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Potencia Ventures backs Trampay to bank gig economy workers in Brazil (video). On-demand delivery of food, packages and other products provides much-need income for millions of gig workers in Brazil. Their schedules and pay are often inconsistent, and employee benefits such as health insurance are rare. Brasília-based Trampay provides a “safety net” of financial services, including access to credit for day-to-day expenses, to more than 20,000 gig workers, as well as physical spaces with restrooms, kitchens and meeting rooms. Demand has led to a seven-fold increase in Trampay’s revenues over the last year. Potencia invested $1.9 million Brazilian reais ($250,000) in the pre-seed round, following Trampay’s participation in Potencia’s fellowship program. “The future of work involves generating solutions for social problems,” Potencia’s Itali Collini told ImpactAlpha.

  • Doubling down. Potencia has backed 40 venture capital funds, including Brazil’s Vox Capital, and more than two dozen impact startups in Latin America, Africa and India. Going forward, the firm will exclusively focus on Latin America, said Collini. “We’re doubling down in Latin America because we believe that this is a region that can bring a lot of impact and returns,” she told ImpactAlpha in a video interview. “It is a region full of creative, resourceful founders that can do a lot with little input.”
  • Check it out.

Dealflow overflow. Investment news crossing our desks:

  • MPower Ventures secured a $2 million loan from the Trade and Development Bank for Eastern and Southern Africa to deliver off-grid solar kits to Zambia’s rural households. (Afrik21)
  • UK-based Greenlyte Carbon Technologies raised $11 million from Carbon Removal Partners, Earlybird Venture Capital and Green Generation Fund for its direct air capture technology. (TechEU)
  • Brazil’s Nextron inked $5.2 million from Vox Capital, Copel Ventures, Valor Capital and other investors to connect energy users to renewable power on a subscription basis. (LatamList)

Signals: Impact Incentives

ImpactAssets 50: Fund managers are raising the bar by tying compensation to impact. A focus on climate and impact-linked compensation are among the trends in this year’s ImpactAssets 50 list. Some 155 impact funds representing $97 billion in assets under management made it onto the hotly anticipated list, culled this year from a record 343 submissions. “The growth and the number of funds that are applying, the diversity of strategies that people are advancing, and the increase in the emerging manager roster all speak to continued uptake and appetite for this type of investment approach,” AlTi Global’s Jed Emerson, who chairs the IA50 review committee, told ImpactAlpha. Some 43% of the IA50 managers target market-rate returns and 31% seek above-market returns. More than three-quarters report meeting their financial return targets and 21% report surpassing them.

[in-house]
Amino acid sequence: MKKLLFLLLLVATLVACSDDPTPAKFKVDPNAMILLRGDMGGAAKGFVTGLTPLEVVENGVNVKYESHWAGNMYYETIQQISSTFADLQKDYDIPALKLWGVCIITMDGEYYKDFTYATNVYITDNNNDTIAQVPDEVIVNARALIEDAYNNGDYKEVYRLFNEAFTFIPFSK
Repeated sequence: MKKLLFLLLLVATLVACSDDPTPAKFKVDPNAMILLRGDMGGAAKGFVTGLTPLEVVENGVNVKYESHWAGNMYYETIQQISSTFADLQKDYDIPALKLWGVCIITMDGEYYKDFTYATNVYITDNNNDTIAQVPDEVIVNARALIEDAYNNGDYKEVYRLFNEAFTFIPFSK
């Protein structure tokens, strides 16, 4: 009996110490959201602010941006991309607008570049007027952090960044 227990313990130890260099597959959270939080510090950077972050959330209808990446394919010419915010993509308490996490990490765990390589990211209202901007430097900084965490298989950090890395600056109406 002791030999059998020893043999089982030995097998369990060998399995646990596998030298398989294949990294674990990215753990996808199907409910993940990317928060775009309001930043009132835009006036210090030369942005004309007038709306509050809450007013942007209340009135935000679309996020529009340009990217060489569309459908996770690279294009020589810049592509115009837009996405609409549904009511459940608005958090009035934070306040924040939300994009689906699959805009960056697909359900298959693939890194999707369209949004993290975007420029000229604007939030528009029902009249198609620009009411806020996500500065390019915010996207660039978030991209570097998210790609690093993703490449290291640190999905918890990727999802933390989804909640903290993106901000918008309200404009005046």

• Impact-linked pay. Almost one-quarter of managers report that they integrate impact results into their compensation strategies, up from 16% last year (for background see, “Moving from the ‘why’ to the ‘how’ of impact incentives”). Some of the more comprehensive approaches, said Sandra Osborne Kartt with ImpactAssets Capital Partners, involve setting impact targets at the outset of an investment with specific impact objectives and quantifiable targets to be achieved over the lifetime of an investment. A portion of the firms’ carried interest is then tied to the pre-set impact targets.
  • Nature rising. Clean energy and climate tech are the dominant targets for climate-focused funds. But nature-based solutions are making a showing. Superorganism Ventures bills itself as a biodiversity investor. Emerging manager Trailhead Capital backs regenerative food and agriculture ventures. And BTG Pactual Timberland Investment Group focuses on sustainable forestry.
  • Newcomers. More than a dozen impact funds made their first appearance on the IA50, now in its 13th year. They include South African clean energy investor Inspired Evolution Investment Management, Vancouver-based cleantech investor Active Impact Investments Management, Atlanta-based Collab Capital, which invests in Black-led businesses, and community lenders Blue Hub Loan Fund and Century Housing Corp.

Agents of Impact: Follow the Talent

Temasek is recruiting a sustainability and climate change strategy consultant for a 12-month contract in Singapore… VisionFund International seeks a global impact director in London… Also in London, consulting firm APCO Impact is looking for a director for its climate team… MSCI is recruiting a climate data collection associate and an ESG data operations senior associate in Mumbai.

Biomimicry Institute is accepting applications until Friday, May 3 from startups addressing climate and nature-related issues for its 2024 Ray of Hope accelerator… Global Impact Investing Network is hosting its West Coast Impact Forum and Training in San Francisco, June 3-4.

👉 View (or post) impact investing jobs on ImpactAlpha’s Career Hub.

Thank you for your impact!

– March 12, 2024